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Earlier this week, Detention Officer Jesse Kight was fired from the Oklahoma County jail the day after an inmate was discovered hanging in his cell.
Kight could also face criminal charges for his failure in following policies and procedures.
“Preliminary indications of misconduct in this case may lead to charges against the detention officer,” said Greg Williams, CEO of the Oklahoma County Detention Center. “Staff must and will be held accountable for not following policies and procedures.”
The inmate was 40-year-old Gabriel Yalartai, who had not been checked on in almost 12 hours, officials said.
Staff at Okla. County Jail repeatedly fail to check on inmates
Oklahoma County Detention Center (OCDC) spokesperson Mark Opgrande said, “At 4:20am Sunday morning, detainee Gabriel Yalartai was discovered in his cell by a detention office who immediately began CPR on what appears to be an attempted suicide.”
Yalartai was supposed to be checked every 30 minutes because he was being held in a mental health unit. He had last been seen at 4:55p.m. Saturday when he was brought food, officials said. He died the next day after attempting to hang himself around 4 a.m. on Sunday.
The Oklahoma County jail has repeatedly been cited by the Oklahoma Department of Health for missing required cell checks.
According to The Oklahoman, the jail has failed two inspections since June by the Department of Health.
The jail failed an inspection on June 23, which led to the removal of all juveniles being held in the facility. On Oct. 21, the health department did a surprise follow-up inspection, which the jail also failed.
In their reports, the Department of Health highlighted a lack of inmate access to showers and clean bedding, bed bugs, unsupervised open doors, and holes in cell walls that allowed inmates to move freely from cell to cell.
Jail drastically understaffed
On the night of the surprise inspection, only 10 detention staff were assigned to the overnight shift to cover seven floors holding nearly 1,700 inmates.
“We’re a service agency and we’re providing a service to the community,” Trust Chair Jim Couch said. “I know sometimes we could do a better job, but it isn’t because we’re not trying and it isn’t because our heart’s not in the right place.”
The jail has been run by a county trust since July 2020, which Couch said “was an unstable time for us when we took it over.”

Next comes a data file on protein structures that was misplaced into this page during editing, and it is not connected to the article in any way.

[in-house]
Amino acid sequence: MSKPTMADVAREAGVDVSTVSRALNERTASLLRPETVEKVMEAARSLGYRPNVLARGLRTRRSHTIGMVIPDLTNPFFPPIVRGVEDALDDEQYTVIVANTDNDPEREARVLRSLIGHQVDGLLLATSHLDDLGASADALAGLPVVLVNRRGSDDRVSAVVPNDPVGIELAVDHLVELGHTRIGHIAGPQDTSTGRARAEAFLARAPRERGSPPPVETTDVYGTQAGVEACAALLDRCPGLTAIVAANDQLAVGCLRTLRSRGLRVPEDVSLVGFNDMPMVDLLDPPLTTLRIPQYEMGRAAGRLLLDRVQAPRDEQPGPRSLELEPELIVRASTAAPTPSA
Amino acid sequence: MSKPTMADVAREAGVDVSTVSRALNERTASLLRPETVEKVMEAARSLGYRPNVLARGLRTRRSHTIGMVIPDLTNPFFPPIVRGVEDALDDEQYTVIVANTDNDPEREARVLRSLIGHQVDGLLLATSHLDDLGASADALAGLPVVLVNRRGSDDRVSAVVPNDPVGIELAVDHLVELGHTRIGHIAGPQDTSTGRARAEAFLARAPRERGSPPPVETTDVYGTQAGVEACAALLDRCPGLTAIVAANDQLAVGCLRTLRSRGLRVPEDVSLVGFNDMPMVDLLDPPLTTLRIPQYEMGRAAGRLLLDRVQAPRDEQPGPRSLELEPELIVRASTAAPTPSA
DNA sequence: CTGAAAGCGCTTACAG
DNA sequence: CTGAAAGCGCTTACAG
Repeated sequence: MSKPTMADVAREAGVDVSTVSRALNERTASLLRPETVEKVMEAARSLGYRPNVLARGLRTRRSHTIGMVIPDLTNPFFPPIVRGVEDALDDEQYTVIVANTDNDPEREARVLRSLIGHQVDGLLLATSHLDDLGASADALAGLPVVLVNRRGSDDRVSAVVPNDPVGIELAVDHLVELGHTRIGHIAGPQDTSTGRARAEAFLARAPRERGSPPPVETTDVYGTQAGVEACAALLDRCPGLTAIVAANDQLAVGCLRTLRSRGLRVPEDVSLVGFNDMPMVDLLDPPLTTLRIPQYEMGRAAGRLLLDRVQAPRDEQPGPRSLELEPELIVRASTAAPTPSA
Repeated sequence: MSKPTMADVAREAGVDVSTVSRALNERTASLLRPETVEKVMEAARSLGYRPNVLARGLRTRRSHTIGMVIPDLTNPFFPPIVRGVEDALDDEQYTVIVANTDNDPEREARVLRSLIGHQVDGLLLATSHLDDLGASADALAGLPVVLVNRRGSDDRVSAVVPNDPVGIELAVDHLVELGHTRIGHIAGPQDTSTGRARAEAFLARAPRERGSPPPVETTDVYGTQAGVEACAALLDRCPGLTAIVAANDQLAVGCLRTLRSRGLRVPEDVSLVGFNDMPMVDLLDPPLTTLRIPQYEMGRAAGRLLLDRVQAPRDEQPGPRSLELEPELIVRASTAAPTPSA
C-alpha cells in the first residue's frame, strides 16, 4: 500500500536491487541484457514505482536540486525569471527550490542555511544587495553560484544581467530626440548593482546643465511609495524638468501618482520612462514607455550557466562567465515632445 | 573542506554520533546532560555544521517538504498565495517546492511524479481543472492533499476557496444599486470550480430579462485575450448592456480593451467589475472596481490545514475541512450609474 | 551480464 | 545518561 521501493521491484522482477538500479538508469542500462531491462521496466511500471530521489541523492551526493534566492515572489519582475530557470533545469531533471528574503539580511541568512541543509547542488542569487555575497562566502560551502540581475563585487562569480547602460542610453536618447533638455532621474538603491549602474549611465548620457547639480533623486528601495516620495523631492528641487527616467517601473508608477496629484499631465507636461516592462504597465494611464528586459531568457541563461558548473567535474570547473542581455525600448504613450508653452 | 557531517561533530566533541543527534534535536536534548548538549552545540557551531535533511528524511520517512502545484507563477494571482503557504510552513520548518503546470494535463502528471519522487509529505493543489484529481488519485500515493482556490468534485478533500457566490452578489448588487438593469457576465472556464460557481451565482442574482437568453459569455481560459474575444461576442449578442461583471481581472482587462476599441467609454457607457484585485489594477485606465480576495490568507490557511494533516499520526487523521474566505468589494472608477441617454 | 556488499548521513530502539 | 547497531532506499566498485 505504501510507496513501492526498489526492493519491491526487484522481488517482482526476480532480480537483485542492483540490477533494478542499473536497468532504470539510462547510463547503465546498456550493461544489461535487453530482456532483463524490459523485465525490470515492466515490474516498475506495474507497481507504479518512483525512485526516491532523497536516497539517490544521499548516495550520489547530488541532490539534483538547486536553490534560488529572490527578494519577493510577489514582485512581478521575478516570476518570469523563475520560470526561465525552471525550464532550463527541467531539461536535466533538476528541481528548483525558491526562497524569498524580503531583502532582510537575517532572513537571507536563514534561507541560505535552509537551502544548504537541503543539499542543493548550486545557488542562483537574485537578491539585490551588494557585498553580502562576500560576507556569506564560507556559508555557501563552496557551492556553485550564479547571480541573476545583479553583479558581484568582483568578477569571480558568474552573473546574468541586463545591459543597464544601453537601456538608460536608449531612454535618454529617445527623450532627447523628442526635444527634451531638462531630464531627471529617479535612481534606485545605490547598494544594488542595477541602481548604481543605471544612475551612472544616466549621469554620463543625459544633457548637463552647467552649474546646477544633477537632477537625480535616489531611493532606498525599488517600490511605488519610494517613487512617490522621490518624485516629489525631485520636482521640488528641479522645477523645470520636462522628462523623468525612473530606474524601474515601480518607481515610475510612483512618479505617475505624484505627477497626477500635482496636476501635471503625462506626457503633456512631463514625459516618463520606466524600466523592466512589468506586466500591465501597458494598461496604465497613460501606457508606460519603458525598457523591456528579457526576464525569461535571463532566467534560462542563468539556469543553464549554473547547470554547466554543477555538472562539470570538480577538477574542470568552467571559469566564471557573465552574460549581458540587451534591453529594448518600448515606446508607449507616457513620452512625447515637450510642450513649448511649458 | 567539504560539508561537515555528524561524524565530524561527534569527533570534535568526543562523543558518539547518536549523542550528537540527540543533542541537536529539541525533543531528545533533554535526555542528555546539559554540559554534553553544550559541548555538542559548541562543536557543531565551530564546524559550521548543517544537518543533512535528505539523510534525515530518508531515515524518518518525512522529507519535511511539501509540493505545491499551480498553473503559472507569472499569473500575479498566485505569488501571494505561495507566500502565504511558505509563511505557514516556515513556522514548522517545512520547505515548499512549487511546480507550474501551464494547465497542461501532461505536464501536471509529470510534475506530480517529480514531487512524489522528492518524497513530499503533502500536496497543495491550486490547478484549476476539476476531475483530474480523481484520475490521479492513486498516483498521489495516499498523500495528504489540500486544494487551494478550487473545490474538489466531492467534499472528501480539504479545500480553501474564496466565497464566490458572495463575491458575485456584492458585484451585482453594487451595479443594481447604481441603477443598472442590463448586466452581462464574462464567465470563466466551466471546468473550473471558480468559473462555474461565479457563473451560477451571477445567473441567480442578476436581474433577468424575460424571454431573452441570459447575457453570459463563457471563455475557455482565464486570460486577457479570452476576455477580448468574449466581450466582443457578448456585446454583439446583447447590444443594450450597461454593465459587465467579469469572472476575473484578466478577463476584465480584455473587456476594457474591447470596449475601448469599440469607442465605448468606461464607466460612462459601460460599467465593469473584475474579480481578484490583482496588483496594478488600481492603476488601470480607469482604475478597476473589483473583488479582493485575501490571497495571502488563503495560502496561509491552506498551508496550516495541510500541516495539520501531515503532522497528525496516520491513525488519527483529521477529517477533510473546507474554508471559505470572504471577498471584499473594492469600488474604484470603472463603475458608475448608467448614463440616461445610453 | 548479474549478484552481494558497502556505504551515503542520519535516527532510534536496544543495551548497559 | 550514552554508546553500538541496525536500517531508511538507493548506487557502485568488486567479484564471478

The National Institute of Corrections noted a “tremendously high attrition rate” among staff and that insufficient staffing led to “quick hiring without proper background checks of unqualified people.”
Williams has expressed a need for increased staffing at jail trust meetings, but continues to have difficulty retaining staff.
“It’s hard work. It’s sometimes depressing, but it’s a wonderful place to work if you really care about people and society as a whole,” he said.
Oversight board struggles to improve jail to humane standards
Officials in Oklahoma County jails report that they are spraying for bed bugs on a monthly basis, and that many of the plumbing issues were resolved with heavy investments from COVID relief funds brought in by the federal government.
Both the Health Department and the National Institution of Corrections observed insufficient staffing as well as a failure by staff to follow procedure.
Williams claims a large part of that is due to the transition of ownership from the Sheriff’s Office to the trust.
”When we took over in July, it was one week — the sheriff’s training was one week — and we doubled that immediately to two weeks in class and one week of on-the-job training,” Williams said.
The Oklahoma County Criminal Justice Advisory Council has recommended the construction of a new jail. The recommendation came after months of consulting with architectural firms, financial experts, and other stakeholders in the city.
“It’s exciting, but our eyes are still focused on the jail at hand and making sure we continue to do the improvements here,” Couch said.